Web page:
McGill: Where the Wild Things Are
“I don’t feel like joining a frat,” I said to my friends back home before I left for Nashville. “It doesn’t suit my persona.”
“Well, good luck, then!” they responded. “You’re on your way to frat central.”
At first, I actually believed them. I heard about how stereotypically Southern Vandy was in every way it could go wrong — not fitting in unless you were wasted every weekend or sporting whatever the J. Crew models advertised and being a socially (and slightly politically) blue dot in a sea of red. Add that to the obstacles of finding completely new friends and adjusting to a completely new school without the cohesive community or help of the Commons, and you get one giant bundle of anxiety.
Let me clarify by stating that I’m a transfer student, so I’ve already spent my freshman year at another college — the University of Texas at Dallas, to be exact. I left looking for a more academically challenging and a (much) more traditional college experience. The most daunting thing about transferring is saying good-bye to your old friends and wondering whether you’ll make friends who are just as close or closer, and since almost every upperclassmen formed their friendships and connections during that formative freshman year, I, facing social bubbles solidified long ago, was at a disadvantage to begin with.
With the concerns of a “fratmosphere” and “blank slate,” I didn’t know how I’d enjoy myself.
Weeks before move-in day, however, I got an email from the university saying I could apply to be in a Living Learning Community, a residence hall where social life in your hall thrives through constant socializing with your fellow residents and special programs. There were two available for transfers: the McGill Project and Mayfield. The description of the McGill Project stated that an annual art project and weekly discussions of controversial topics were involved, while the email described Mayfield as simply a hall where transfers would get to know each other in a specific floor. I then looked at where both buildings were located and decided that McGill seemed to be by far the more convenient location, as it was located on the main campus, where (almost) all of my classes would take place. Thus, I completed an application to McGill. The next day, I got an email saying I got in.
I was excited to be in a place where socializing with others would be more frequent, but the thought of attempting to making new friends and the failure thereof still itched my mind — like a mosquito bite that just won’t go away. They already knew each other, I thought, so why would they talk to a newcomer like me?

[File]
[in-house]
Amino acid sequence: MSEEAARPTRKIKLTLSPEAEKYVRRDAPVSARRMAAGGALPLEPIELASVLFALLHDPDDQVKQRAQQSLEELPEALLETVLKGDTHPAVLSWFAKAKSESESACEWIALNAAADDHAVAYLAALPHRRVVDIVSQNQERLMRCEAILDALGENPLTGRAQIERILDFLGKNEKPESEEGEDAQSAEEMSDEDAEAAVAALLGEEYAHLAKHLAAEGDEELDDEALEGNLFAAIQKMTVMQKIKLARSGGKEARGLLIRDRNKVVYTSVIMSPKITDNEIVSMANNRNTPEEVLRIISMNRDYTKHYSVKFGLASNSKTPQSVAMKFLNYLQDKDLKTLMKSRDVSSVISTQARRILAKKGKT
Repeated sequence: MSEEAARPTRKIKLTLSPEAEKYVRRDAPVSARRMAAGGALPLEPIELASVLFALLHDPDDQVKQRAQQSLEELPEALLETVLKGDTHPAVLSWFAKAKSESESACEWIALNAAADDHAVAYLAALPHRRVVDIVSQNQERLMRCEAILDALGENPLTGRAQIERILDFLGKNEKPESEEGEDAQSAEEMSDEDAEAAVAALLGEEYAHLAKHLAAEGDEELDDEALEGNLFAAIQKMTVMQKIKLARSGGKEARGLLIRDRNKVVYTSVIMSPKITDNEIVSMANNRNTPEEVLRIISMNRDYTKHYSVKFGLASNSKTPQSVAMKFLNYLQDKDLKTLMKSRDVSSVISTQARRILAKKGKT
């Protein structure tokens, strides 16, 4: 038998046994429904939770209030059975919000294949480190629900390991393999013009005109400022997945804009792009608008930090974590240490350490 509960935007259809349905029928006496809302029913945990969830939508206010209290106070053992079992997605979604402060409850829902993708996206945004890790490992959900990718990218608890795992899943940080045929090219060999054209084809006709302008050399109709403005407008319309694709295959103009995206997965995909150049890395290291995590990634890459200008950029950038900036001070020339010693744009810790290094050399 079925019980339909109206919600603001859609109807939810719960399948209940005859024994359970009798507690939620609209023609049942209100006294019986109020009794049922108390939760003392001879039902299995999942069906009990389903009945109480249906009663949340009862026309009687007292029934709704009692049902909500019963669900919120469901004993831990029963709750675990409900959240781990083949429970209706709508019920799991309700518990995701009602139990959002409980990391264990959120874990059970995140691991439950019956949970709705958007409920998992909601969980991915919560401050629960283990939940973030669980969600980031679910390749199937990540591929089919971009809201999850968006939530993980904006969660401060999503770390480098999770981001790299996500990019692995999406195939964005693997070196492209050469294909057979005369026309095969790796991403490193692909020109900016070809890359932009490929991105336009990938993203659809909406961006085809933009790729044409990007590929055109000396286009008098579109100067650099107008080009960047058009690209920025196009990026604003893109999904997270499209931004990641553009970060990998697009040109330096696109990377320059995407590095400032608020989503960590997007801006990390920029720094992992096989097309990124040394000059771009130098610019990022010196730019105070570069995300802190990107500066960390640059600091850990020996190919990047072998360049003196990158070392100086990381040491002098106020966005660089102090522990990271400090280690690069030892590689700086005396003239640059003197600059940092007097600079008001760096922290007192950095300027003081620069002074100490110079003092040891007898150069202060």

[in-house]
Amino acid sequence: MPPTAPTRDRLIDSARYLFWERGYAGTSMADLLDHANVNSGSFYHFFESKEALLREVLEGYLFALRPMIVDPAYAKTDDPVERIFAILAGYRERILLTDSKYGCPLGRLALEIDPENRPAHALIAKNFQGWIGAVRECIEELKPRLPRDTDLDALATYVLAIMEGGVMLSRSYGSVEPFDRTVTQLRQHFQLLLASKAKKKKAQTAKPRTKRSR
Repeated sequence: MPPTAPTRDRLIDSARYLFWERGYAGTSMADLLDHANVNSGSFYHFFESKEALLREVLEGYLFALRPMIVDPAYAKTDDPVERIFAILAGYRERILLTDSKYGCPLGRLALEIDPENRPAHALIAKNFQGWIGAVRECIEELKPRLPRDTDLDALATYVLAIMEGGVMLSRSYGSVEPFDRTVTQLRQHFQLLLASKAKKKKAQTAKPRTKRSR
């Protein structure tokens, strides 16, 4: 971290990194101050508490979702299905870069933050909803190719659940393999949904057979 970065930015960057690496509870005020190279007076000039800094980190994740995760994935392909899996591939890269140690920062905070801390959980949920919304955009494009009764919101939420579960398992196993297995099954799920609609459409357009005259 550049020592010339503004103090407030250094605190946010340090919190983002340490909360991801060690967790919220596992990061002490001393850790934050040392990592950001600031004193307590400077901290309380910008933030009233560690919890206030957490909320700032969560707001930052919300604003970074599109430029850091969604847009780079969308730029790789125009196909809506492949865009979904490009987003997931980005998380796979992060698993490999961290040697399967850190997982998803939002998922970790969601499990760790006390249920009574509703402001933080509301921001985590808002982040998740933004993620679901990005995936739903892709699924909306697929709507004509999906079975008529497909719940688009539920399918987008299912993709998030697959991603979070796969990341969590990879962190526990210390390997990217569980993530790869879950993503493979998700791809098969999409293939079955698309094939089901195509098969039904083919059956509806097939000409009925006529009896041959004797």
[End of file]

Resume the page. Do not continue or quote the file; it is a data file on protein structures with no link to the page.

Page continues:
McGill surprised me in many terrific ways. During my very first night at Vanderbilt, after my parents said their good-byes, I was invited by my roommate to watch a movie with nine others in her dorm. A few nights later, I noticed a trend: many people in my hall love keeping their doors open. What’s even better: more than one person seemed to occupy most of these rooms (most dorms are singles here). Within just one month, I seemed to know half the people in this hall. Was it perhaps the weekly controversial talks in the TV lounge that bring half the res hall together? Was it the many parties that occurred every weekend, apart from the frat parties going on just one block away? The frequently themed parties and heated competitions of Mario Kart and Super Smash Bros., perhaps? In any case, McGill felt the most welcoming experience in my short time here — even more welcoming than transfer orientation!
The best part: almost none of my fellow residents are your stereotypical Vandy student. Nobody here is all about frat parties or Greek life; everybody has a liberal bent; and all identities are welcomed with open arms, whether gay, straight, bi, trans, and everything in between. Heck, just a few weeks ago, we hosted a Dungeons and Drag Queens party, where most people dressed up as either a fantasy character or the opposite sex.
I honestly didn’t think it was true at first, but Vanderbilt does have a place for everyone to find kindred spirits. Living here was the best decision I’ve made. I may not have had the Commons experience, but this is much better. Why? Because the seasoned veterans chose this place and want to be here, making our social interactions all the more vibrant.
To all my friends back home: I’m not in a frat, and I am perfectly fine with that.